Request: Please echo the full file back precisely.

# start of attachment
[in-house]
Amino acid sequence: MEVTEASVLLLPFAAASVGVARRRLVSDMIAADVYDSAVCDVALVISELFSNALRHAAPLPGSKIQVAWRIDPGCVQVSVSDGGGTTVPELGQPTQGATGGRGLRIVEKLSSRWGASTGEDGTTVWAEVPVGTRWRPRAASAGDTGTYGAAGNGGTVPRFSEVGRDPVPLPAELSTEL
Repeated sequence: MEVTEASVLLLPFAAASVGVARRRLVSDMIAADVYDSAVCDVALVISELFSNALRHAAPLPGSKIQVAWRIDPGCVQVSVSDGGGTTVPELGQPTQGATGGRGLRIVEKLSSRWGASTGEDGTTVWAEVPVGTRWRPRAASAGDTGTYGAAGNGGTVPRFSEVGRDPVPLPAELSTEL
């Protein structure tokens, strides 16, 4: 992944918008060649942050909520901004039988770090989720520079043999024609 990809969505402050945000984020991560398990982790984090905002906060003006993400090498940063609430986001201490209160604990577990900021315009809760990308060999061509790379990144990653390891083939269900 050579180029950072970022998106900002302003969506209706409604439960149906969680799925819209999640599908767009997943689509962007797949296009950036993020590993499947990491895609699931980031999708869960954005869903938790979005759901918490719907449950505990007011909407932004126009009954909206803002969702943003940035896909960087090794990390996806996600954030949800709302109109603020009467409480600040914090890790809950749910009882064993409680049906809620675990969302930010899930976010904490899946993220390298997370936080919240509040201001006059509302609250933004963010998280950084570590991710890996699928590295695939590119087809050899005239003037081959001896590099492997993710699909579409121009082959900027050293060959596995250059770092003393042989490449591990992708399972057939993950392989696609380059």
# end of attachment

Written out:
[in-house]
Amino acid sequence: MEVTEASVLLLPFAAASVGVARRRLVSDMIAADVYDSAVCDVALVISELFSNALRHAAPLPGSKIQVAWRIDPGCVQVSVSDGGGTTVPELGQPTQGATGGRGLRIVEKLSSRWGASTGEDGTTVWAEVPVGTRWRPRAASAGDTGTYGAAGNGGTVPRFSEVGRDPVPLPAELSTEL
Repeated sequence: MEVTEASVLLLPFAAASVGVARRRLVSDMIAADVYDSAVCDVALVISELFSNALRHAAPLPGSKIQVAWRIDPGCVQVSVSDGGGTTVPELGQPTQGATGGRGLRIVEKLSSRWGASTGEDGTTVWAEVPVGTRWRPRAASAGDTGTYGAAGNGGTVPRFSEVGRDPVPLPAELSTEL
């Protein structure tokens, strides 16, 4: 992944918008060649942050909520901004039988770090989720520079043999024609 990809969505402050945000984020991560398990982790984090905002906060003006993400090498940063609430986001201490209160604990577990900021315009809760990308060999061509790379990144990653390891083939269900 050579180029950072970022998106900002302003969506209706409604439960149906969680799925819209999640599908767009997943689509962007797949296009950036993020590993499947990491895609699931980031999708869960954005869903938790979005759901918490719907449950505990007011909407932004126009009954909206803002969702943003940035896909960087090794990390996806996600954030949800709302109109603020009467409480600040914090890790809950749910009882064993409680049906809620675990969302930010899930976010904490899946993220390298997370936080919240509040201001006059509302609250933004963010998280950084570590991710890996699928590295695939590119087809050899005239003037081959001896590099492997993710699909579409121009082959900027050293060959596995250059770092003393042989490449591990992708399972057939993950392989696609380059």